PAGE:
run/manage a firm The firm was run from an office in Bolton.
She joined the family firm soon after leaving school.

firmadjective

uk /fɜːm/ us

agreed or decided and not likely to change:

firm date/deadline I was given a firm deadline of April 30.
firm bid/commitment The group said it has a firm commitment to sell two radio stations in Chicago to minority partners.
firm order/offer They already have firm orders for much of the new stock.
firm decision We haven't made a firm decision as yet.

FINANCE used to describe a price or level that is high and is likely to rise or stay high:

Home prices are edging higher as builders pay record prices for lumber, and tight supplies should keep prices firm next year.
See also
hold firm

to remain at a high level:

Top share prices held firm through to the close, with the main index up 27.8.
firmness
noun [ U ]

the firmness of the bond market

firmverb [ I ]

uk /fɜːm/ us

FINANCE to remain at the same level, amount, etc. or to rise slightly:

In industries such as paper, chemicals, and steel, prices have firmed.
firm to sth Copper firmed 1.8 cents to 142.1 cents a pound.
firm against sth The dollar, meanwhile, firmed against the euro in the wake of the interest rate rise.
Bank shares firmed on expectations that the Reserve Bank would leave interest rates untouched.

Phrasal verb(s)

(Definición de firm del Cambridge Business English Dictionary © Cambridge University Press)

Help us add to the Cambridge Dictionary!

These examples are from external sources. Click on the icon to tell us if any are not OK.

firm

My firm opinion is that all the different pension schemes should be covered by the same directive in order not to protect certain types of schemes from competition.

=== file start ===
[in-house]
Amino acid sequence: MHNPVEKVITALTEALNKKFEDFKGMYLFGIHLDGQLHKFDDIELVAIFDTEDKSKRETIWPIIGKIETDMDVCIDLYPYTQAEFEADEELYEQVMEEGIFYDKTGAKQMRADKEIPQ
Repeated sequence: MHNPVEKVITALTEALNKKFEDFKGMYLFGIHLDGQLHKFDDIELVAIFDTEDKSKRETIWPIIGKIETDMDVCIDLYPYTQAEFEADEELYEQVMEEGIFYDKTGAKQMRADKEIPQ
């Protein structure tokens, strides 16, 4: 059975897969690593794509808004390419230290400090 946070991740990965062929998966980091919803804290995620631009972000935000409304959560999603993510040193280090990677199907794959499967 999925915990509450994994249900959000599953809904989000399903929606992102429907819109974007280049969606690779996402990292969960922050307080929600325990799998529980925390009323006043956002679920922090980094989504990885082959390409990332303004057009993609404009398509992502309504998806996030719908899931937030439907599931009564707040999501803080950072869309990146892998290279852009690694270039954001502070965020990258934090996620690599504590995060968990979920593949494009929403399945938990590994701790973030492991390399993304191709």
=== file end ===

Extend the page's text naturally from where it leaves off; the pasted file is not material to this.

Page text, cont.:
We now need firm proposals.
I have been coherent and firm in my intentions but also realistic, outlining the stages of what can be achieved today and what must wait until tomorrow.
Clearly, the present directive of 1991 leads to insufficient results in this field, precisely because it does not contain any firm targets for collection and recycling.
I would therefore ask that we look to the future with the firm obligation to achieve that prosperity and security that our citizens are asking us for.
With fair pricing through sensible regulation and firm controls, there are also better chances of other forms of transport that are safe and environmentally friendly being able to develop.
We accordingly expect them to show firm commitment, greater determination and, above all, great courage, sparing no effort in their pursuit of peace.
From this point of view, we must be sure to keep a firm hold on strict conditions when licensing railway undertakings.
We accordingly expect them to show firm commitment, greater determination and, above all, great courage, sparing no effort in their pursuit of peace.
With fair pricing through sensible regulation and firm controls, there are also better chances of other forms of transport that are safe and environmentally friendly being able to develop.